News Article | May 16, 2017
Vietnam's government will likely ease requirements, placed on seafood companies, for declarations of conformity with food safety regulations, reports Vietnam Net. Officials said this during a conference with the country's ministries of Health, Industry and Trade and the Natural Resources and Environment, the Viet Nam Association of Seafood Exporters and Producers (Vasep) and local seafood companies. At the conference, Vasep proposed the government remove the requirement on declaration of conformity with technical and food safety regulations, arguing it takes seafood firms 15 days to complete the required procedure, which is too long and costly. Deputy minister of health Truong Quoc Cuong said Vasep’s request is reasonable as the food safety law only requires seafood firms to declare whether their products meet the technical standards or not. Cuong said that the ministry would try to amend the regulation within two or three months to meet the demand of Vasep and seafood firms, as well as the food safety law. Click here for the full story.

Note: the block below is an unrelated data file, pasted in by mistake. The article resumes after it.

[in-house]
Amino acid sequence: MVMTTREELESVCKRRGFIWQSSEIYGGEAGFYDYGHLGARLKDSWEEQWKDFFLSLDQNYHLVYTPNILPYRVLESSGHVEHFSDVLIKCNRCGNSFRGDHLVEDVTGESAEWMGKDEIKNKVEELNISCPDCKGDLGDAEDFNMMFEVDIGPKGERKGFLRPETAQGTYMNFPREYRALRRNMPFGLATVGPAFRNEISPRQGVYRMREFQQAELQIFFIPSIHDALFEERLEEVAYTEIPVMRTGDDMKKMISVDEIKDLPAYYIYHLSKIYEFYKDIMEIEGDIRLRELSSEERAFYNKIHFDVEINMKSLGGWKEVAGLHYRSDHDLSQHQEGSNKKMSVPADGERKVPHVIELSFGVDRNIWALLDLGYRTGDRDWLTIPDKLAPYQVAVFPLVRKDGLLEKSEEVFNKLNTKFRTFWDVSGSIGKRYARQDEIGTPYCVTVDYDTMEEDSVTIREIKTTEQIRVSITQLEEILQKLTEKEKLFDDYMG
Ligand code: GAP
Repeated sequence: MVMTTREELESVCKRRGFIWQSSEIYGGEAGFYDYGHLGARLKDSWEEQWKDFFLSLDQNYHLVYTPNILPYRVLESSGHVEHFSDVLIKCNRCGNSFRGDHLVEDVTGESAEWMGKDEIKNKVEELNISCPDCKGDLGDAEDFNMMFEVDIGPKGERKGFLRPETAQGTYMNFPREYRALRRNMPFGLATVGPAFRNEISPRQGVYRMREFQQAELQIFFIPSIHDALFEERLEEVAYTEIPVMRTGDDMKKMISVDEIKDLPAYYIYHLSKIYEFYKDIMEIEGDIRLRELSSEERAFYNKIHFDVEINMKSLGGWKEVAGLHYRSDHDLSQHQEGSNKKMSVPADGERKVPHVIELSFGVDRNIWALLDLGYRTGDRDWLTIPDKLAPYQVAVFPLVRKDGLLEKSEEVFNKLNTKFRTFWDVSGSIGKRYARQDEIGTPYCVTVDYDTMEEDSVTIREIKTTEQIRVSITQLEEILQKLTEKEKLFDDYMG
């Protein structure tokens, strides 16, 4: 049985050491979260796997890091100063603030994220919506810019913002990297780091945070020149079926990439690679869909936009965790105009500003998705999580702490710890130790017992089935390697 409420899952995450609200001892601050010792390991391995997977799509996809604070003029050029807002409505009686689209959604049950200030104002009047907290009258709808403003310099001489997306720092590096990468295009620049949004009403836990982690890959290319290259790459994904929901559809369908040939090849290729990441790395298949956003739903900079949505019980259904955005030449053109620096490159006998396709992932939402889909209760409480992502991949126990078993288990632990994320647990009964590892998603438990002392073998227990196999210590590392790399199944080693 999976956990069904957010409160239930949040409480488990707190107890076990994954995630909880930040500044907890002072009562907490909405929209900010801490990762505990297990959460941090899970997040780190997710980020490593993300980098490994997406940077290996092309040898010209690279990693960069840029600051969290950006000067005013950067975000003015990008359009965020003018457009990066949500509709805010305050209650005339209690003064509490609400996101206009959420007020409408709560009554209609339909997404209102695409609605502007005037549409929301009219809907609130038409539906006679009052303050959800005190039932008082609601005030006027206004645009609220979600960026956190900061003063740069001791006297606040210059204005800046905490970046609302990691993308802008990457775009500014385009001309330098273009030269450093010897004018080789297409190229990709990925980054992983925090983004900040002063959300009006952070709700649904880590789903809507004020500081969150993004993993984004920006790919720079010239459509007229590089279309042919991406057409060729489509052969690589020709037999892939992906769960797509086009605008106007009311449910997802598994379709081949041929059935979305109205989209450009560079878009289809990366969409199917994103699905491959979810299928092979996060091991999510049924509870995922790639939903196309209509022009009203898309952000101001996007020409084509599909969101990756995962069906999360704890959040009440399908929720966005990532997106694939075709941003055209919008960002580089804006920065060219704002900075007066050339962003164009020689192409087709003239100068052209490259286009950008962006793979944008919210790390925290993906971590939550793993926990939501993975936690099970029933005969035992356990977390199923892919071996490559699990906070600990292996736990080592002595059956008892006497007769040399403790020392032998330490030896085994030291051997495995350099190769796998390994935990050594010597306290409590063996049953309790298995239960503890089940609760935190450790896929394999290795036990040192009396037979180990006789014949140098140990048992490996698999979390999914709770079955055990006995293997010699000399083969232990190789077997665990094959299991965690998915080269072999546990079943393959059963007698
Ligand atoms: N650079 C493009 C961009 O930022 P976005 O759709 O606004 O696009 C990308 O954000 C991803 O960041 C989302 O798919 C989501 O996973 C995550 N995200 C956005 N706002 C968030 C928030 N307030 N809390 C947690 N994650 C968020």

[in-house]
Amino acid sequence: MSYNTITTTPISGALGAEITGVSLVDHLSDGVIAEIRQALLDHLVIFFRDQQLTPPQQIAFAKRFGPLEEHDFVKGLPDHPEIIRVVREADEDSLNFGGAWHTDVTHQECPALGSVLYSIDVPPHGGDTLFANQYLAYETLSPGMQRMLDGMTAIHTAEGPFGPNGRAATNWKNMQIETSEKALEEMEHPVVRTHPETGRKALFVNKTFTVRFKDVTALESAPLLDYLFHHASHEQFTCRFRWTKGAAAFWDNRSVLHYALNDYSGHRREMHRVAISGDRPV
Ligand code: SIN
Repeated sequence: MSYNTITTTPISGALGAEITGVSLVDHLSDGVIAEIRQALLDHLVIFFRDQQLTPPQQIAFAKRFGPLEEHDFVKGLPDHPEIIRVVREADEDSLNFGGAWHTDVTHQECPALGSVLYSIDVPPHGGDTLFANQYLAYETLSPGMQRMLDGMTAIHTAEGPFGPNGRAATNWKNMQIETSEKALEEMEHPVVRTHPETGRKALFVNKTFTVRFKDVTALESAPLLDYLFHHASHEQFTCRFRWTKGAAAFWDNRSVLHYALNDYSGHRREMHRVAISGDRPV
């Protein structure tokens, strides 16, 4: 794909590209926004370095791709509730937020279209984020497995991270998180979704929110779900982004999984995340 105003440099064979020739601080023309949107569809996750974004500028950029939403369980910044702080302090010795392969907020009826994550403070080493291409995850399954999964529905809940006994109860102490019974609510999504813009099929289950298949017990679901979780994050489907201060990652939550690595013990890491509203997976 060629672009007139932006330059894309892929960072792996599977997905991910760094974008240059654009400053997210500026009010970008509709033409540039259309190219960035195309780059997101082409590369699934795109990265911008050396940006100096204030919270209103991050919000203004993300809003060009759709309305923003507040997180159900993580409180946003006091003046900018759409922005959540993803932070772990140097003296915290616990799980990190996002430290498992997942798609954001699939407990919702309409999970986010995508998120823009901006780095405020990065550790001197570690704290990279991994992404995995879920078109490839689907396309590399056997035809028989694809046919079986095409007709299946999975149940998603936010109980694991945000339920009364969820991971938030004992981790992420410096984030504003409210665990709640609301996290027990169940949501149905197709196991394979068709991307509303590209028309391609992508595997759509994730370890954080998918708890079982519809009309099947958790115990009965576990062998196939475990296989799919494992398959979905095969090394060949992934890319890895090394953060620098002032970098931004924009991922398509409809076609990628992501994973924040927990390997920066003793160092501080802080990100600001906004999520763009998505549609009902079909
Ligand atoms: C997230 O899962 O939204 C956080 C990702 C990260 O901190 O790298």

News Article | August 25, 2016